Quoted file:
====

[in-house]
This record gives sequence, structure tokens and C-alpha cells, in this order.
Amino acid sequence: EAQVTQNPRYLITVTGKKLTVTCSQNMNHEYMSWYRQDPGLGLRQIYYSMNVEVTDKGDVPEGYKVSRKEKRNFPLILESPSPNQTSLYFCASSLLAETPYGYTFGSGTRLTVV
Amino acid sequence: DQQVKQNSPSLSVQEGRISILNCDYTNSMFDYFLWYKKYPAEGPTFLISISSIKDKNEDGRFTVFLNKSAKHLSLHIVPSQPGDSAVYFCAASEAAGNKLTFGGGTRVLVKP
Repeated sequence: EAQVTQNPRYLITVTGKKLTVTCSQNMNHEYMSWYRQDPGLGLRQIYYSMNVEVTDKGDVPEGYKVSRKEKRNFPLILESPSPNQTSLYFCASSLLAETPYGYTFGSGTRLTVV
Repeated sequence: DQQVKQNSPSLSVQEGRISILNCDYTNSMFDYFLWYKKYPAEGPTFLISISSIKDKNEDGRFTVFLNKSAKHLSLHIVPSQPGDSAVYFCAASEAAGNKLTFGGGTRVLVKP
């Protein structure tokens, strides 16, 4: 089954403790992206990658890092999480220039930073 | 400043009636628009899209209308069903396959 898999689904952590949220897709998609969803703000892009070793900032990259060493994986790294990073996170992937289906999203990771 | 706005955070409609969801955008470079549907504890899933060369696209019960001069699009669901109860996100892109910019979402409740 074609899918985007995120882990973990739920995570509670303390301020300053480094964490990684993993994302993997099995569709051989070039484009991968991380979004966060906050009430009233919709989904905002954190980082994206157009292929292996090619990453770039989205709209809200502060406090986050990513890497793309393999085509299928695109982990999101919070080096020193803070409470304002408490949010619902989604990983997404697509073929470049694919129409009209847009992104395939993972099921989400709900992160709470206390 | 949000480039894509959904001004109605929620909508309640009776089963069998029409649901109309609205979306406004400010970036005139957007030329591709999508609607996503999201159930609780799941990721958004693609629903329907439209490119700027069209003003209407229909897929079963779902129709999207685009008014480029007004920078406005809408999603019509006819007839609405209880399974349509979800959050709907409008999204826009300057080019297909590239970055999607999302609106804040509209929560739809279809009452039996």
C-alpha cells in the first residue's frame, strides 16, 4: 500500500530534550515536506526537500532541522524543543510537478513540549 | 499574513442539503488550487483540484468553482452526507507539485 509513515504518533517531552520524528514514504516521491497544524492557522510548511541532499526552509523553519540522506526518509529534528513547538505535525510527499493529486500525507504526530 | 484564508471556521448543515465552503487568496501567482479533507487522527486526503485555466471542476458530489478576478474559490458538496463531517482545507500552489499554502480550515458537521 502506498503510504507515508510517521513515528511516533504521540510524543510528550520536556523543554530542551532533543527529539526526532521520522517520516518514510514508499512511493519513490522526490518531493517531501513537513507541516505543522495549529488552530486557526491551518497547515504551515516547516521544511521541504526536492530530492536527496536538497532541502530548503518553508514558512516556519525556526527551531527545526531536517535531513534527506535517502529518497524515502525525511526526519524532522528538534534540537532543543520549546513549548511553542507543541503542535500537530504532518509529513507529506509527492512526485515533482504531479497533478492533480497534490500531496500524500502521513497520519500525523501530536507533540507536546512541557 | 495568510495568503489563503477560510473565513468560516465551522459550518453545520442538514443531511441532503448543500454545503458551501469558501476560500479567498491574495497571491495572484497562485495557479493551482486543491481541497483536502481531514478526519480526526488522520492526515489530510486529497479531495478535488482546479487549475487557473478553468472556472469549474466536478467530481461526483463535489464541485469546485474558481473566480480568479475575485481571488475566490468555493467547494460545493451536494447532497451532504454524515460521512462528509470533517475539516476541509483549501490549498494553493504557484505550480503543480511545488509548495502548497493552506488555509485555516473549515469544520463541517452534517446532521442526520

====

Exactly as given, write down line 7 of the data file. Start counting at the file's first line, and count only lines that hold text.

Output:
């Protein structure tokens, strides 16, 4: 089954403790992206990658890092999480220039930073 | 400043009636628009899209209308069903396959 898999689904952590949220897709998609969803703000892009070793900032990259060493994986790294990073996170992937289906999203990771 | 706005955070409609969801955008470079549907504890899933060369696209019960001069699009669901109860996100892109910019979402409740 074609899918985007995120882990973990739920995570509670303390301020300053480094964490990684993993994302993997099995569709051989070039484009991968991380979004966060906050009430009233919709989904905002954190980082994206157009292929292996090619990453770039989205709209809200502060406090986050990513890497793309393999085509299928695109982990999101919070080096020193803070409470304002408490949010619902989604990983997404697509073929470049694919129409009209847009992104395939993972099921989400709900992160709470206390 | 949000480039894509959904001004109605929620909508309640009776089963069998029409649901109309609205979306406004400010970036005139957007030329591709999508609607996503999201159930609780799941990721958004693609629903329907439209490119700027069209003003209407229909897929079963779902129709999207685009008014480029007004920078406005809408999603019509006819007839609405209880399974349509979800959050709907409008999204826009300057080019297909590239970055999607999302609106804040509209929560739809279809009452039996």